1. Shibamata Taishakuten - travel back in time to the Edo period
Asakusa is a notable spot in the capital city where you can soak in the old Tokyo atmosphere. But it is always packed with people shopping at Tokyo’s biggest souvenir market and visiting the oldest Buddhist temple in Tokyo. To really get away from the hustle and bustle of the modern city, head to the peaceful temple town of Shibamata (柴又) about a 30-minute train ride away from Asakusa!
The moment you step out of Shibamata Station, you will come face to face with a bronze Tora-san statue. He is the leading character of a popular Japanese film series “Otoko wa tsurai yo” (男はつらいよ) that was filmed in this beautiful town. As you stroll along the charming Taishakuten Sando, Shibamata’s Nakamise Dori, find plenty of yummy snacks, such as dango dumplings and senbei crackers to nibble on, and interesting traditional souvenirs to bag home. Enjoy the walk with nostalgic views of Edo-style buildings as you approach Shibamata Taishakuten (柴又帝釈天) - the grand Nichiren-sect temple established since 1629.
Go past the main temple gate with impressive wooden carvings, and marvel at the beauty of the ancient architecture. Behind the main building is a walkway leading to the exquisite Japanese garden where you can seek solace in the amazing landscape. Visit Shibamata Taishakuten and you will understand why the ancient beauty is listed as one of the 100 Soundscapes of Japan.
2. Sugamo - the “Granny’s Ginza”
Ginza and Harajuku are well known shopping districts in Tokyo catering mainly to the young and trendy. Do you know that there is also a shopping district touted as the “Granny’s Ginza” or “Old Ladies’ Harajuku”, just a little north from Shinjuku? Located along Tokyo’s JR Yamanote Line, Sugamo (巣鴨) is this legendary shopping district lined with over 200 shops on the 800-metre (2,625 foot) long Jizo Dori shopping street. Find hand-knitted clothes, traditional foods and goods marketed towards the elderly here. Try the most popular traditional sweet, Shio-Daifuku when you visit Sugamo. The pounded rice cake contains sweet bean paste and salt to moderate its sweetness, making it a unique sweet that keeps you craving for more!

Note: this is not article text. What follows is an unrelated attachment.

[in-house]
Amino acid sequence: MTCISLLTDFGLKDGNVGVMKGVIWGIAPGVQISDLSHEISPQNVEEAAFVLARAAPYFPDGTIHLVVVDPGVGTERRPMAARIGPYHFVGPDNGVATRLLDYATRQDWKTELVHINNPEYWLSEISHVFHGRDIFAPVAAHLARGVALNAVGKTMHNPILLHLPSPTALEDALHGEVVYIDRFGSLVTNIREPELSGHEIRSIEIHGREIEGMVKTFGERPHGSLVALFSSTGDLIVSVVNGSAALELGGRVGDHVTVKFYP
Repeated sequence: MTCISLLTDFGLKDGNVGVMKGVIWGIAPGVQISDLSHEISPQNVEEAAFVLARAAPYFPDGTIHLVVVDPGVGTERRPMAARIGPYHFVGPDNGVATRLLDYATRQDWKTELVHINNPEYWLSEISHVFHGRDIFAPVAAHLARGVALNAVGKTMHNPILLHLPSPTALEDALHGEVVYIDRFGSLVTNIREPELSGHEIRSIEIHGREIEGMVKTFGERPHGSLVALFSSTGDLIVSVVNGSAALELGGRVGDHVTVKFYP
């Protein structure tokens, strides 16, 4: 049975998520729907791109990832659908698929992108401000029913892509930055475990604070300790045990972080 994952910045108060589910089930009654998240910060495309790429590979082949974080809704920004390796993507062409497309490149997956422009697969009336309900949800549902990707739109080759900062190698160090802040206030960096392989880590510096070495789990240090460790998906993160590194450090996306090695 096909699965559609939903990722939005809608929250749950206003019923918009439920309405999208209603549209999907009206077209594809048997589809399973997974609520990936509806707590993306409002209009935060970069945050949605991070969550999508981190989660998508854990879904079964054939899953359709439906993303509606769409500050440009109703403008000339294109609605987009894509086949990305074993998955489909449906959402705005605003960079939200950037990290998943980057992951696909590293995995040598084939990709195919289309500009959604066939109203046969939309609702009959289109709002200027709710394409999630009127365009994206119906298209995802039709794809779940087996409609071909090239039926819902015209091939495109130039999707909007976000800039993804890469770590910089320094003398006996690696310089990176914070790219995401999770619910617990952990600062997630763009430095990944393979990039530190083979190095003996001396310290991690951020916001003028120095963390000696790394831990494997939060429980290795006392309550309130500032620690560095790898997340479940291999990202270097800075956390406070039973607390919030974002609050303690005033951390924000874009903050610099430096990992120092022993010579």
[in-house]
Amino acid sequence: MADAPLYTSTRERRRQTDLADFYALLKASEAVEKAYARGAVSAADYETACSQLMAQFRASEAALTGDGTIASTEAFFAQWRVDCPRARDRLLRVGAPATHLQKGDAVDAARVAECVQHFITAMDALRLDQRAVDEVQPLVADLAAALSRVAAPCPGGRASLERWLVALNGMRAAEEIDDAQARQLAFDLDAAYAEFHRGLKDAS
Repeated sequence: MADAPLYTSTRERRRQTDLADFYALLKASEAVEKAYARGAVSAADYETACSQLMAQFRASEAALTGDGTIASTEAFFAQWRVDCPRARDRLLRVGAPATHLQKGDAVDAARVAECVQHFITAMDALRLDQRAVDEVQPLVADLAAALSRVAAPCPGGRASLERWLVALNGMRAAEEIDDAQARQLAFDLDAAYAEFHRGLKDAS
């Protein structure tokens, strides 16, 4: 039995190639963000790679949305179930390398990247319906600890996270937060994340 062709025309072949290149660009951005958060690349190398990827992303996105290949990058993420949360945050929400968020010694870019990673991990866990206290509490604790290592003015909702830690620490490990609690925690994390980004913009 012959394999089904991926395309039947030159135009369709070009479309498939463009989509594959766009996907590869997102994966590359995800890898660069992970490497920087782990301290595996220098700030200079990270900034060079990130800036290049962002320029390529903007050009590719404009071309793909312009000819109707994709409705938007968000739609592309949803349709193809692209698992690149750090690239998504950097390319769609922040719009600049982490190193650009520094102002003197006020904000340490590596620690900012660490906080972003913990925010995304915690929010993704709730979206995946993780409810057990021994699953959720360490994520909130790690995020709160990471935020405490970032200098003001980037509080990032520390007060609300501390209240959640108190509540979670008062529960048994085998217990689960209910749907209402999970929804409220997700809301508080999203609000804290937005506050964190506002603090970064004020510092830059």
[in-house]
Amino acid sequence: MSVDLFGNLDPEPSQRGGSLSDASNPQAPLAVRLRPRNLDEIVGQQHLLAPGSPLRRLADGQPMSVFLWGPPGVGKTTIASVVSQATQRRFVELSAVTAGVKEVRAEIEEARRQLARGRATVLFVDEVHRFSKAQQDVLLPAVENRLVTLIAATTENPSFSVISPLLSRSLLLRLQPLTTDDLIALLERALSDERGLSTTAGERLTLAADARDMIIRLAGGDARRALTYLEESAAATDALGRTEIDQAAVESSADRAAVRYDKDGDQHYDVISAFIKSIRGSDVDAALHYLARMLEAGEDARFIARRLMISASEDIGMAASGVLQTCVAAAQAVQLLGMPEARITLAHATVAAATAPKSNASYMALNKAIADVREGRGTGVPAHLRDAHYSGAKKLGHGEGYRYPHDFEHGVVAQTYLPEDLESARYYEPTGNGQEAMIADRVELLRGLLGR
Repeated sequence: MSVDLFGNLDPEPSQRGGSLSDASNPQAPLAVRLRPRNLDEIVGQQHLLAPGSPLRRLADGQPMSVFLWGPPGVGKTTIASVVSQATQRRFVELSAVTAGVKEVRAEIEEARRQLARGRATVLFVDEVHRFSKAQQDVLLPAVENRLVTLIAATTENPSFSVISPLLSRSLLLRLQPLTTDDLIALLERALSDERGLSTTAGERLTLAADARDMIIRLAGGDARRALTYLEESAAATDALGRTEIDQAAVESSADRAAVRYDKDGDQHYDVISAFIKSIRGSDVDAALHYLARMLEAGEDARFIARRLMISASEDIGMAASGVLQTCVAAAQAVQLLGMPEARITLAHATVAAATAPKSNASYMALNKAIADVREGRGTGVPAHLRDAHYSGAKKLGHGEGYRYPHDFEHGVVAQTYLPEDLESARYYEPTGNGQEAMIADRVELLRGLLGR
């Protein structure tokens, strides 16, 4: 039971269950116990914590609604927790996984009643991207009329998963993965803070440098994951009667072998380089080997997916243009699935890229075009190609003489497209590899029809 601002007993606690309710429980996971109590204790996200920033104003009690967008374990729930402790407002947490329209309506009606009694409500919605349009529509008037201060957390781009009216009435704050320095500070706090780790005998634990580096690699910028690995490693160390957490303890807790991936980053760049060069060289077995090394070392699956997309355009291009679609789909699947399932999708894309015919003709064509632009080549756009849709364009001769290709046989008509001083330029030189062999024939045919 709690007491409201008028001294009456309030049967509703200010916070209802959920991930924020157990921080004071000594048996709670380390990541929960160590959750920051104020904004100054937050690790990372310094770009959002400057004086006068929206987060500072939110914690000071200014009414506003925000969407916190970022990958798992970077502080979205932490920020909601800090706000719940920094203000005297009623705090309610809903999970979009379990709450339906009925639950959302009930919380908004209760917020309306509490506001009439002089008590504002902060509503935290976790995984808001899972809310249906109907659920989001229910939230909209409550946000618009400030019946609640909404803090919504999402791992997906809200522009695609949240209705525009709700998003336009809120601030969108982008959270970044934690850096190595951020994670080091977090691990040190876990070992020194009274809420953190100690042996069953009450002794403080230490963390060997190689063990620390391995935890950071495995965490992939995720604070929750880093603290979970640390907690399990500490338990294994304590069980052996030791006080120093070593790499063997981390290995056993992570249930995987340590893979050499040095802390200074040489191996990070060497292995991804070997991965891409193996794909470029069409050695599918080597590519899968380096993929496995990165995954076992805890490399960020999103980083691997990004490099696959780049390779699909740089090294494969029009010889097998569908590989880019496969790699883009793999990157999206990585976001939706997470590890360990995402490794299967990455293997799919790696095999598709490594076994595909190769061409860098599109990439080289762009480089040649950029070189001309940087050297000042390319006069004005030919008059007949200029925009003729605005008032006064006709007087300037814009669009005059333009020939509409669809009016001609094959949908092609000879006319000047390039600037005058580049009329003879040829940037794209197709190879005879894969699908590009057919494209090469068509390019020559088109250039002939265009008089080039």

3. Monzen-Nakacho - a cultural treasure trove
Located in the east of Tokyo is another lesser known Monzen-Nakacho district, which is home to the Tomioka Hachimangu Shrine (富岡八幡宮). Also known as Fukagawa Hachiman, the Shinto shrine is famous for its Fukagawa Hachiman Matsuri, a grand festival held every 3 years. If you have been to the UNESCO World Heritage Town of Nikko, a small mountainous city north of Tokyo, you would be familiar with the mesmerising landscapes around Toshogu Shrine and Shinkyo Bridge. Visit Tomioka Hachimangu Shrine just a convenient 30-minute ride from Shinjuku instead of taking a 2-hour train ride out of Tokyo! The enchanting beauty here with its huge torii gate and beautiful red bridge by the Benten-ike Pond easily rivals the scene you get in Nikko. Don’t forget to check out its "ichi-no-miya" mikoshi (portable shrine), the biggest mikoshi in the Kanto region.